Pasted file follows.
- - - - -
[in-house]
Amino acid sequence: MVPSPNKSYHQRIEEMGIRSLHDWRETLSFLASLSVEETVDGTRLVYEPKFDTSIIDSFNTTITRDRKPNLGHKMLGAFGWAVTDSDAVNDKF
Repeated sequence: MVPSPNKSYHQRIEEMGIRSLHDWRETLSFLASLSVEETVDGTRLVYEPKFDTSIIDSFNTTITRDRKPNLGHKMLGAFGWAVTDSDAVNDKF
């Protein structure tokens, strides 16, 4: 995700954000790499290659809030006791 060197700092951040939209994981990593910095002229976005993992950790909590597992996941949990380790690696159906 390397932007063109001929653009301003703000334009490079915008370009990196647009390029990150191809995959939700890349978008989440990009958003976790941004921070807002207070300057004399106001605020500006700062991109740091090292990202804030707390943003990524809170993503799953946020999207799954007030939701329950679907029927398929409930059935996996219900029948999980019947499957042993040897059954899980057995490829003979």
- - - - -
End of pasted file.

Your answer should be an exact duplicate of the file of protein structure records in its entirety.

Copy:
[in-house]
Amino acid sequence: MVPSPNKSYHQRIEEMGIRSLHDWRETLSFLASLSVEETVDGTRLVYEPKFDTSIIDSFNTTITRDRKPNLGHKMLGAFGWAVTDSDAVNDKF
Repeated sequence: MVPSPNKSYHQRIEEMGIRSLHDWRETLSFLASLSVEETVDGTRLVYEPKFDTSIIDSFNTTITRDRKPNLGHKMLGAFGWAVTDSDAVNDKF
């Protein structure tokens, strides 16, 4: 995700954000790499290659809030006791 060197700092951040939209994981990593910095002229976005993992950790909590597992996941949990380790690696159906 390397932007063109001929653009301003703000334009490079915008370009990196647009390029990150191809995959939700890349978008989440990009958003976790941004921070807002207070300057004399106001605020500006700062991109740091090292990202804030707390943003990524809170993503799953946020999207799954007030939701329950679907029927398929409930059935996996219900029948999980019947499957042993040897059954899980057995490829003979």